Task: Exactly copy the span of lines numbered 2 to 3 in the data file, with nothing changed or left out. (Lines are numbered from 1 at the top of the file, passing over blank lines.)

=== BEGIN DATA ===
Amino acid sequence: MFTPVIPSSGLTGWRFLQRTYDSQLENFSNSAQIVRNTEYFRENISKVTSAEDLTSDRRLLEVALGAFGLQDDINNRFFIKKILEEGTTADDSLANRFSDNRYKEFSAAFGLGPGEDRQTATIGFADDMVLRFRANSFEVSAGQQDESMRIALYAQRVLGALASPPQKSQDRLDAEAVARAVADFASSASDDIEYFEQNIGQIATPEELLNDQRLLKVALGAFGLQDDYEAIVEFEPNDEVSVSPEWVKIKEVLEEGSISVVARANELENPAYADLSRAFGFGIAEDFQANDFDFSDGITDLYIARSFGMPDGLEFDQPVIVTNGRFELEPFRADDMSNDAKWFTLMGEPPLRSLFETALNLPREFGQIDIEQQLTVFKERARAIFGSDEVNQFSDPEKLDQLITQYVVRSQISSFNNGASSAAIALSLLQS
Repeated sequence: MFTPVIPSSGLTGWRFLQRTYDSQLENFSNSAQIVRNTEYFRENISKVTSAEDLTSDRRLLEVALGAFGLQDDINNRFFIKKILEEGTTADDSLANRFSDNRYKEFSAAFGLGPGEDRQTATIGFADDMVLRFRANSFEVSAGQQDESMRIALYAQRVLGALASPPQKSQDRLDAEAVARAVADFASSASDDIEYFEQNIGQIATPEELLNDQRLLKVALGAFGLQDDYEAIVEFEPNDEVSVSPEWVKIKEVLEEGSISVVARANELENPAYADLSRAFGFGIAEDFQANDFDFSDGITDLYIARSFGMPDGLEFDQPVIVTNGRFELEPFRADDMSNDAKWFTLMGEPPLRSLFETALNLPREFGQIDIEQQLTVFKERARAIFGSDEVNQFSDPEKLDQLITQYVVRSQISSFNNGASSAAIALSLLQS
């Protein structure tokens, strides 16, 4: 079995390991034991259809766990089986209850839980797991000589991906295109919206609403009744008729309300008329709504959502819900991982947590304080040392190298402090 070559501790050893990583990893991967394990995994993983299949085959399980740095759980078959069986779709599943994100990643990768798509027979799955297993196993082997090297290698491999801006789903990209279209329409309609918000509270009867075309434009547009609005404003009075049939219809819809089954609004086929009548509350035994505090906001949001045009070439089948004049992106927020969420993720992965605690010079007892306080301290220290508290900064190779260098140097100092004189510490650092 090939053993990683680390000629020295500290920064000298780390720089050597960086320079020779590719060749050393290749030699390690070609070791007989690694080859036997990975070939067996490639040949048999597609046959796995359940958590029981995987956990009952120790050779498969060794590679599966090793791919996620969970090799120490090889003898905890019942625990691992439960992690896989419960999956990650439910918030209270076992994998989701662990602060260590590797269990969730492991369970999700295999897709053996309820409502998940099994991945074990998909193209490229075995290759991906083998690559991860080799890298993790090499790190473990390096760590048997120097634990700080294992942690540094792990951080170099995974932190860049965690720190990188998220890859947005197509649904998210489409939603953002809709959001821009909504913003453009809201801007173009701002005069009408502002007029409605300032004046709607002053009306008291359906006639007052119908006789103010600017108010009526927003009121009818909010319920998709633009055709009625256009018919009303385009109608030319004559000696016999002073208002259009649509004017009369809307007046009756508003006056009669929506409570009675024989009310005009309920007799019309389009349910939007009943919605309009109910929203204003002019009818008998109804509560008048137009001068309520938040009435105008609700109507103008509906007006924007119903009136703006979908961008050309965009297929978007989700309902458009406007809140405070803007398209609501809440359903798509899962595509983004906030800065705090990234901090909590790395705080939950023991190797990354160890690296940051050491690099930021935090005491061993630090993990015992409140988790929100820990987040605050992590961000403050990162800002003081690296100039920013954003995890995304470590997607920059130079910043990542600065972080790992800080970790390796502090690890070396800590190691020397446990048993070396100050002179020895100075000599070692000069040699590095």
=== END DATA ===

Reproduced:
Repeated sequence: MFTPVIPSSGLTGWRFLQRTYDSQLENFSNSAQIVRNTEYFRENISKVTSAEDLTSDRRLLEVALGAFGLQDDINNRFFIKKILEEGTTADDSLANRFSDNRYKEFSAAFGLGPGEDRQTATIGFADDMVLRFRANSFEVSAGQQDESMRIALYAQRVLGALASPPQKSQDRLDAEAVARAVADFASSASDDIEYFEQNIGQIATPEELLNDQRLLKVALGAFGLQDDYEAIVEFEPNDEVSVSPEWVKIKEVLEEGSISVVARANELENPAYADLSRAFGFGIAEDFQANDFDFSDGITDLYIARSFGMPDGLEFDQPVIVTNGRFELEPFRADDMSNDAKWFTLMGEPPLRSLFETALNLPREFGQIDIEQQLTVFKERARAIFGSDEVNQFSDPEKLDQLITQYVVRSQISSFNNGASSAAIALSLLQS
């Protein structure tokens, strides 16, 4: 079995390991034991259809766990089986209850839980797991000589991906295109919206609403009744008729309300008329709504959502819900991982947590304080040392190298402090 070559501790050893990583990893991967394990995994993983299949085959399980740095759980078959069986779709599943994100990643990768798509027979799955297993196993082997090297290698491999801006789903990209279209329409309609918000509270009867075309434009547009609005404003009075049939219809819809089954609004086929009548509350035994505090906001949001045009070439089948004049992106927020969420993720992965605690010079007892306080301290220290508290900064190779260098140097100092004189510490650092 090939053993990683680390000629020295500290920064000298780390720089050597960086320079020779590719060749050393290749030699390690070609070791007989690694080859036997990975070939067996490639040949048999597609046959796995359940958590029981995987956990009952120790050779498969060794590679599966090793791919996620969970090799120490090889003898905890019942625990691992439960992690896989419960999956990650439910918030209270076992994998989701662990602060260590590797269990969730492991369970999700295999897709053996309820409502998940099994991945074990998909193209490229075995290759991906083998690559991860080799890298993790090499790190473990390096760590048997120097634990700080294992942690540094792990951080170099995974932190860049965690720190990188998220890859947005197509649904998210489409939603953002809709959001821009909504913003453009809201801007173009701002005069009408502002007029409605300032004046709607002053009306008291359906006639007052119908006789103010600017108010009526927003009121009818909010319920998709633009055709009625256009018919009303385009109608030319004559000696016999002073208002259009649509004017009369809307007046009756508003006056009669929506409570009675024989009310005009309920007799019309389009349910939007009943919605309009109910929203204003002019009818008998109804509560008048137009001068309520938040009435105008609700109507103008509906007006924007119903009136703006979908961008050309965009297929978007989700309902458009406007809140405070803007398209609501809440359903798509899962595509983004906030800065705090990234901090909590790395705080939950023991190797990354160890690296940051050491690099930021935090005491061993630090993990015992409140988790929100820990987040605050992590961000403050990162800002003081690296100039920013954003995890995304470590997607920059130079910043990542600065972080790992800080970790390796502090690890070396800590190691020397446990048993070396100050002179020895100075000599070692000069040699590095």